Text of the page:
Torelli, a marketing professor at the University of Minnesota, worked with University of South Carolina's Alokparna Basu Monga, and University of Georgia's Andrew Kaikati for the study. Across four experiments, they tested the concepts or characteristics brands evoke against messages of social responsibility, and measured their effects on participants' brand evaluations and ability to process information. They found that CSR messages from brands associated with excitement and openness (Apple) or tradition and conservation (Aunt Jemima) are swiftly understood and accepted. On the contrary, when brands that suggest luxury, power, or status (Rolex) espouse their good deeds, their efforts aren't as well-received.
"When people see an ad with two opposing motivations, as when a brand known for self-enhancement promotes a CSR message, something doesn't feel right," Torelli explains. Consumers sense a disfluency or a motivational conflict between the brand's self-aggrandizing ethos and its selfless CSR message that results in distrust and less favorable appraisals. "This experience," he adds, "occurs rather spontaneously without any conscious deliberation on the merits of the CSR argument."
Zeynep Gürhan-Canli, the director of Koç University's graduate business school, says the use of these automatic abstractions or concepts is a novel approach to CSR research, as it can potentially enable marketers to gauge their brands' congruity, or lack thereof, with CSR messages. CB Bhattacharya, a corporate responsibility professor at Berlin's ESMT European School of Management
and Technology, agrees: "This research effectively deconstructs fit
well beyond the stale rhetoric of whether a computer company is better
served by supporting education rather than the rainforests," he says.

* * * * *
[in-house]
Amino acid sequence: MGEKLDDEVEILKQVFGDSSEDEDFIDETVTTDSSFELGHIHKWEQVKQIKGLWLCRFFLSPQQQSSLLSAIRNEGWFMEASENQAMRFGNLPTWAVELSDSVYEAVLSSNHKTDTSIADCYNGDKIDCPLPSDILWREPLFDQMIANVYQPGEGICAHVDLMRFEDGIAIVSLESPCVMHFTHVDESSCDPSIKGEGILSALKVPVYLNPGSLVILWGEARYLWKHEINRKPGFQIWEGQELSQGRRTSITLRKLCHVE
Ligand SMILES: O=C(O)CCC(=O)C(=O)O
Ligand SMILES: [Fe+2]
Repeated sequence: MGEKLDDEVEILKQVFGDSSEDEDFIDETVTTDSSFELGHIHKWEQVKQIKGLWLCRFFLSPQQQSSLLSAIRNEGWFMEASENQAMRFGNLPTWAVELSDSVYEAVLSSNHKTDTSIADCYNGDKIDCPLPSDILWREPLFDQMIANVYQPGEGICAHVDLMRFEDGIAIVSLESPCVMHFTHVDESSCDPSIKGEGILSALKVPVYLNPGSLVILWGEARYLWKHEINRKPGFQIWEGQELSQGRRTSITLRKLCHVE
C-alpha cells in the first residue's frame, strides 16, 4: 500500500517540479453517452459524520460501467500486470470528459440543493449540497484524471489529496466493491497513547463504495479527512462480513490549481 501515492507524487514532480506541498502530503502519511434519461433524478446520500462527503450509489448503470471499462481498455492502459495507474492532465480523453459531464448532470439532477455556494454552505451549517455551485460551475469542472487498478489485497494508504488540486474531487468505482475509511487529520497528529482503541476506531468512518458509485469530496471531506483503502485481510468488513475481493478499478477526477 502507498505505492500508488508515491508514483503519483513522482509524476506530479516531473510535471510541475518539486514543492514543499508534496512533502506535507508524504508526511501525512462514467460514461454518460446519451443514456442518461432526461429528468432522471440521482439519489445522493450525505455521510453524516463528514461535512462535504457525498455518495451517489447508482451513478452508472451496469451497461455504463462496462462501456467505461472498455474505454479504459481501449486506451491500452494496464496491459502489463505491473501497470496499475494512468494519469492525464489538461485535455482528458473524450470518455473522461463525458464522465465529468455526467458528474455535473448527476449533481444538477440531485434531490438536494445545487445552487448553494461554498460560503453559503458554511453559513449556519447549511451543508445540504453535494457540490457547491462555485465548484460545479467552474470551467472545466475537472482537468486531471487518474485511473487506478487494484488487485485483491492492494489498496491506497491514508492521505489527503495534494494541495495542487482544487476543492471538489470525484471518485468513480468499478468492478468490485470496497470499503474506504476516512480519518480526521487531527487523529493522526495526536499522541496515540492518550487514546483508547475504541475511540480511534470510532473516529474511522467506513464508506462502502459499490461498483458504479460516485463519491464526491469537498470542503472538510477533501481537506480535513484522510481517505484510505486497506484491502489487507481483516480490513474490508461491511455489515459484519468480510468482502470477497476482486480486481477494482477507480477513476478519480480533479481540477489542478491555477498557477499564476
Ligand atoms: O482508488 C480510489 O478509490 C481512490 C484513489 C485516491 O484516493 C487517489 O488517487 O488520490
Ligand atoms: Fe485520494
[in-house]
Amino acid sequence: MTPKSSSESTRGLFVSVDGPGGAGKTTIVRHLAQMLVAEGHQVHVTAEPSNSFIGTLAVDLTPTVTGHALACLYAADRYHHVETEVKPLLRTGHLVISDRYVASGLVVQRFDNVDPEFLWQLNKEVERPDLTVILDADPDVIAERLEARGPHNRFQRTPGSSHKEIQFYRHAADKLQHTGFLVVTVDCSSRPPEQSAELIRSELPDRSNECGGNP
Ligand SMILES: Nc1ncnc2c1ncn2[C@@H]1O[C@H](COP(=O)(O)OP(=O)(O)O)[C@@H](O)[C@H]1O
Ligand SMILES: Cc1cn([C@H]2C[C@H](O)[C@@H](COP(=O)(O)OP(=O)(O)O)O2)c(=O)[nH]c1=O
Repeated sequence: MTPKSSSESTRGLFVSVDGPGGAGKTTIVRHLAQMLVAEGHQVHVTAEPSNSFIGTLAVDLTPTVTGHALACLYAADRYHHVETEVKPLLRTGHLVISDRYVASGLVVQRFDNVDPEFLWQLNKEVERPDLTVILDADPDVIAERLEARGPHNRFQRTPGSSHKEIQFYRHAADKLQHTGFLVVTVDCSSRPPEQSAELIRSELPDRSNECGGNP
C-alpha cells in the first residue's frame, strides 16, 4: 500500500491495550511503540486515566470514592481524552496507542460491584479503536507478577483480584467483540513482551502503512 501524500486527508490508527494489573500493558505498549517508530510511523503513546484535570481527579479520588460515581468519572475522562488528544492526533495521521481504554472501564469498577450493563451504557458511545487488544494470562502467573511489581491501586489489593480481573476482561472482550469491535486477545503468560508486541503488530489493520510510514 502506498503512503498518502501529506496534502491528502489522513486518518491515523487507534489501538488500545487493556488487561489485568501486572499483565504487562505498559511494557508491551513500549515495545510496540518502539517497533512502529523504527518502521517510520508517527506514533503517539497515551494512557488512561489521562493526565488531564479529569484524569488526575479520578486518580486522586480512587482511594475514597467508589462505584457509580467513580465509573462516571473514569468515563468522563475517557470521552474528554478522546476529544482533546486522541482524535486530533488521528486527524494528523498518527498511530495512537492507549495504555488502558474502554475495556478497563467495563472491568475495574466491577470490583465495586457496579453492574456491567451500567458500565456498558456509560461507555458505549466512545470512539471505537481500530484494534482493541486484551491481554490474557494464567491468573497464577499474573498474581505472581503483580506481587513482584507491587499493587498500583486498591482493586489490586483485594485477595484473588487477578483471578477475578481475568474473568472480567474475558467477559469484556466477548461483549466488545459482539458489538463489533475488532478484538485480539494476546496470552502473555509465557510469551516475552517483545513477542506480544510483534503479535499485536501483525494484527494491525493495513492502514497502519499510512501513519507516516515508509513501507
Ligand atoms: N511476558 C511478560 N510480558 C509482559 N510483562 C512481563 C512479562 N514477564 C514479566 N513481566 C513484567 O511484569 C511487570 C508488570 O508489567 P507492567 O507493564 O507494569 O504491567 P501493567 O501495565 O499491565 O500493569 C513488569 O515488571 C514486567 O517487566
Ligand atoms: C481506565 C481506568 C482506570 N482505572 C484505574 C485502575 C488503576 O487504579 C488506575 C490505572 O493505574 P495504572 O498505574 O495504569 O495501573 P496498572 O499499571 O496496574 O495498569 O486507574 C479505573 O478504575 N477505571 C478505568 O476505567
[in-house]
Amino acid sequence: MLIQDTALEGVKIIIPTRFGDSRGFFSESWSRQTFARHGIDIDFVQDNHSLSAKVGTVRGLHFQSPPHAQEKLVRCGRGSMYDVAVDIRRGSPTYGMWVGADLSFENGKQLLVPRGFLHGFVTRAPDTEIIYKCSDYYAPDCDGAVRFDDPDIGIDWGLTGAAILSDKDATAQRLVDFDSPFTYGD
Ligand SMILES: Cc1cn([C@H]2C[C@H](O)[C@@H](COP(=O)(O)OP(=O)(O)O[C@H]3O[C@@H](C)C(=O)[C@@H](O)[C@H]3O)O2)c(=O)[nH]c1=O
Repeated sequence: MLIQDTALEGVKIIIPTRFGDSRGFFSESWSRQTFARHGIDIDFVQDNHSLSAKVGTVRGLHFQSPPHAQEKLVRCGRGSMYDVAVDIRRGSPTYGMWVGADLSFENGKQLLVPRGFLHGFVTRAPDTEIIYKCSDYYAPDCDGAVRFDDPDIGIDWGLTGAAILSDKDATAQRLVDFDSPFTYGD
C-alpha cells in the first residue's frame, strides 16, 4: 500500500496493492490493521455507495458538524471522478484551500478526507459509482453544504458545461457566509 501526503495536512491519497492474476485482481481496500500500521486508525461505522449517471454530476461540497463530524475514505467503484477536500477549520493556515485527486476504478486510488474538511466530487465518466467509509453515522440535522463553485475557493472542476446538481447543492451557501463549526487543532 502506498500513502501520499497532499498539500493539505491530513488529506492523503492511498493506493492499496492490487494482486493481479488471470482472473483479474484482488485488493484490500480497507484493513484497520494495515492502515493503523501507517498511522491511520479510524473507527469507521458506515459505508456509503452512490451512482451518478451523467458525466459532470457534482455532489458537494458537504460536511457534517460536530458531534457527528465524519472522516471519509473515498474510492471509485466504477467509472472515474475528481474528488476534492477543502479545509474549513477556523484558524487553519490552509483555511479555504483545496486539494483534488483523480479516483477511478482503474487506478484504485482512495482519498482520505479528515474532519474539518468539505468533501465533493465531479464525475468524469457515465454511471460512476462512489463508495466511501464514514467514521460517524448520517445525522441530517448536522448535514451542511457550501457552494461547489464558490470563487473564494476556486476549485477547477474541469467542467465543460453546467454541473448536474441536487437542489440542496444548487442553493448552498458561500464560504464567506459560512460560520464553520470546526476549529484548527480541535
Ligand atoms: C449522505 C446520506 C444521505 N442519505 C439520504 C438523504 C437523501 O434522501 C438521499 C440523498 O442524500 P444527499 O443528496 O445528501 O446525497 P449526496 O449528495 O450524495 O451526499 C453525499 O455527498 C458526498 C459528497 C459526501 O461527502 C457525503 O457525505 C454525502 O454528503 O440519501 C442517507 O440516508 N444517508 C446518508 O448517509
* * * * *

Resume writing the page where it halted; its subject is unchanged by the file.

The problem remains, though, for brands synonymous with power, self-enhancement, and/or luxury that may truly want to be altruistic or at least benefit from CSR. "It's a tall order for the Louis Vuittons of the world to abandon their basic positioning for CSR," Bhattacharya says, noting, "those who adopt a CSR-based positioning usually do it
from the get go."
Still, Torelli says those who manage prestige brands do have recourses to avoid the pitfalls of corporate social responsibility. In their messages, they may use phrases, such as "although what you are about to read might seem contradictory," to prompt consumers to reflect on their subjective experience of disfluency, and enable them to decide more rationally and less impulsively. Torelli also encourages the use of a sub-brand for the same reason. "Introducing a CSR image under a sub-brand approach should
encourage anticipating the inconsistent CSR action and shield the [mother brand] from the negative effects of disfluency," he explains.
Golden Gate University marketing professor Michal Ann Strahilevitz offers an alternate solution: consistency. To illustrate her point, she cites the case of Angelina Jolie, who a decade ago was not taken seriously when she began helping people in need, presumably because her
actions conflicted with her sexy, reckless image. Since Jolie persisted
with philanthropy, however, her brand was revamped over time and perhaps
As for Hilton, Strahilevitz says her one-shot CSR announcement ultimately backfired because she didn't see her promise through. "Consumers are not stupid," she says. "If you want people to take your CSR efforts seriously, you need to display authentic commitment."
This post also appears on PsychologyToday.com.
Image: Tim Green atoach/flickr